Not so long ago, businesses had the luxury to pick and choose among an abundance of qualified job candidates. Things have changed. Today, businesses of all sizes (and regardless of industry) are engaged in a highly competitive search for the best people to fill their open positions.
To complicate matters further, it turns out that hiring the wrong person can negatively impact team productivity, fail to generate innovative thinking and lower workplace morale.
As a result, the stakes involved in hiring and recruitment are greater than ever. CEOs and business leaders must do everything in their power to broaden the range and tactics needed to find the right people for their organization.
Here are seven of the best tried-and-true methods of hiring, as well as some more creative strategies:
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1. Craft a succinct and compelling job description.
A common mistake among organizations and recruiters is trying to do either too much or too little with the all-important job description. Keep in mind that job candidates scour hundreds of job postings every day. If these postings are undistinguished in any compelling way, they’ll most likely be ignored in favor of the next “shiny object.”
To stand apart from the rest:
- Thoroughly understand and articulate the required competencies of the open position.
- Ensure an accurate description of the necessary level of experience, i.e., don’t say “five years needed” if less actual job experience will suffice.
- Clearly detail day-to-day responsibilities.
- Keep the tone of the posting reasonable and professional. Avoid the use of all-caps and other “trendy” messaging techniques that can put off otherwise interested applicants.
The sweet spot for job descriptions is somewhere between a flat, generic job posting and one that seems to promise the moon.
2. Reduce complexity in the application process.
Some businesses are adept at luring candidates to apply, only to lose them during a needlessly complicated application process. Wherever possible, reduce and simplify the types of information needed to keep the process running smoothly.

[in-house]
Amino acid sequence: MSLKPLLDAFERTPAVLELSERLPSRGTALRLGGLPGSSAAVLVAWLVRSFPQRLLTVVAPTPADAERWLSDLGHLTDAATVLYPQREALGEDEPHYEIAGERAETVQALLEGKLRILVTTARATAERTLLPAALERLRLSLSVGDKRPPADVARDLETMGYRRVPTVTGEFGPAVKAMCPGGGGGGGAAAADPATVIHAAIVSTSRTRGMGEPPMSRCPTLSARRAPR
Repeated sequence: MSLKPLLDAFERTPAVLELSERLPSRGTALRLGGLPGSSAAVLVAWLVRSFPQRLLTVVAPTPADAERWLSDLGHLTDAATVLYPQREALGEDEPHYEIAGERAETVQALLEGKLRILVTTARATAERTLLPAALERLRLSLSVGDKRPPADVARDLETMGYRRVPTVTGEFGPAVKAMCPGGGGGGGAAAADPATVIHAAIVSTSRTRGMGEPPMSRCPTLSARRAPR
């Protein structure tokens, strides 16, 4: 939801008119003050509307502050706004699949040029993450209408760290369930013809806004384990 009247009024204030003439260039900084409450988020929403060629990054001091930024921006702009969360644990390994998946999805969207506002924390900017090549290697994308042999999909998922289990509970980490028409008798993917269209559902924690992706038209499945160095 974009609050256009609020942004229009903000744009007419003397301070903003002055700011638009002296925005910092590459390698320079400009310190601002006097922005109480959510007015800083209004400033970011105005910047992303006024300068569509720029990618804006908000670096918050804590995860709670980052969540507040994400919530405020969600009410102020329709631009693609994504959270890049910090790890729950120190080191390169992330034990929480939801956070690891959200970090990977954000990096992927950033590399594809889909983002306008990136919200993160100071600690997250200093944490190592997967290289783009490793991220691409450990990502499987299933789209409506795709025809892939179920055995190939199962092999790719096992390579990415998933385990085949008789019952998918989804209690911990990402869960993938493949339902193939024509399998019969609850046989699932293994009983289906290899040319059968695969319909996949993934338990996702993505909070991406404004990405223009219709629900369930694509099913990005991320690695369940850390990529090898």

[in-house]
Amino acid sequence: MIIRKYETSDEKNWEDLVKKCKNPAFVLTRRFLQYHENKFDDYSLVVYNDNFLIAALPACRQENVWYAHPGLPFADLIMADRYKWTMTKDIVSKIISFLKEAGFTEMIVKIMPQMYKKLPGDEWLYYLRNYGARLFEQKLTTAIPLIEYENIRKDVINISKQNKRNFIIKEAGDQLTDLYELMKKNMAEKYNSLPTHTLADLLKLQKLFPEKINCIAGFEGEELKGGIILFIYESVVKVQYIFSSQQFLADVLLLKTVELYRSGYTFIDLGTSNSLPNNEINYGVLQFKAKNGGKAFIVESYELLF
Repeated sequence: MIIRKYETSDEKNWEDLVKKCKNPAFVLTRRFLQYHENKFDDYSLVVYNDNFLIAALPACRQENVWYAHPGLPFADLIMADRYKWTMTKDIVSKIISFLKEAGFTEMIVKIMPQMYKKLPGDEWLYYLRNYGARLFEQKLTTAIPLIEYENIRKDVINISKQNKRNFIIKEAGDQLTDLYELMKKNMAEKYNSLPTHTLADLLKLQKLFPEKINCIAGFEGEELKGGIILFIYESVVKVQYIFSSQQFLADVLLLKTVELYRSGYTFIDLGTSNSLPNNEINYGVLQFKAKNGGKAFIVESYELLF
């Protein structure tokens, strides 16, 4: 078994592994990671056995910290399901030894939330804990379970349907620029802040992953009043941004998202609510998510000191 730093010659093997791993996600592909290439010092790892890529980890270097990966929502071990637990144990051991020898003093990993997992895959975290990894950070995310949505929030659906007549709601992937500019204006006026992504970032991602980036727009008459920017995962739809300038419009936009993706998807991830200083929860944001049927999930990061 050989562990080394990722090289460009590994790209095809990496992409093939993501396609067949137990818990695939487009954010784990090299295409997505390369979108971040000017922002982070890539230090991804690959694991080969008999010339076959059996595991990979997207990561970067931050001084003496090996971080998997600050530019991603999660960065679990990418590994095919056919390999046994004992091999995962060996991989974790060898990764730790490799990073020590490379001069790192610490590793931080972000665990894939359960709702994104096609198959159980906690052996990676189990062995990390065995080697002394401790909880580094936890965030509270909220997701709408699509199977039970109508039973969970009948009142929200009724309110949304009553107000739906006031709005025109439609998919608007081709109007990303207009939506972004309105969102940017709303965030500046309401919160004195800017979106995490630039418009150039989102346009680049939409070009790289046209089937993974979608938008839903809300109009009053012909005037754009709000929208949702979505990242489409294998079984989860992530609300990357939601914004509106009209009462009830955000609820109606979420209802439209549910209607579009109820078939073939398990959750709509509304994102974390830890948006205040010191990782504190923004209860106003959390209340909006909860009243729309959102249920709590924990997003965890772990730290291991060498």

Never forget that “people looking for work are likely filling out several applications for several different jobs,” notes Business.com. It can become extremely tiresome “filling out contact information and answering the same employment questions” over and over again. Wherever possible, capture only the information you need and don’t ask for it more than once.
3. Leverage the power of referrals.
If you’re not already doing so, it’s time to implement an employee referral program within your company.
There are many compelling reasons behind this approach, not the least of which is that no one knows your culture better—or has a keener grasp of the right job requirements—than the talented individuals who currently form part of your team. They understand what a good cultural fit looks like and may be more attuned to the risk of bringing the wrong people on board.
A key element of an effective referral program is the lure of a bonus for recommending the right job candidate. Under this program, when an employee-referred job seeker is hired, the referring employee receives a bonus for their efforts. Not only does this strategy feature a powerful incentive for referrals, it can be markedly less expensive than pursuing more traditional recruitment processes.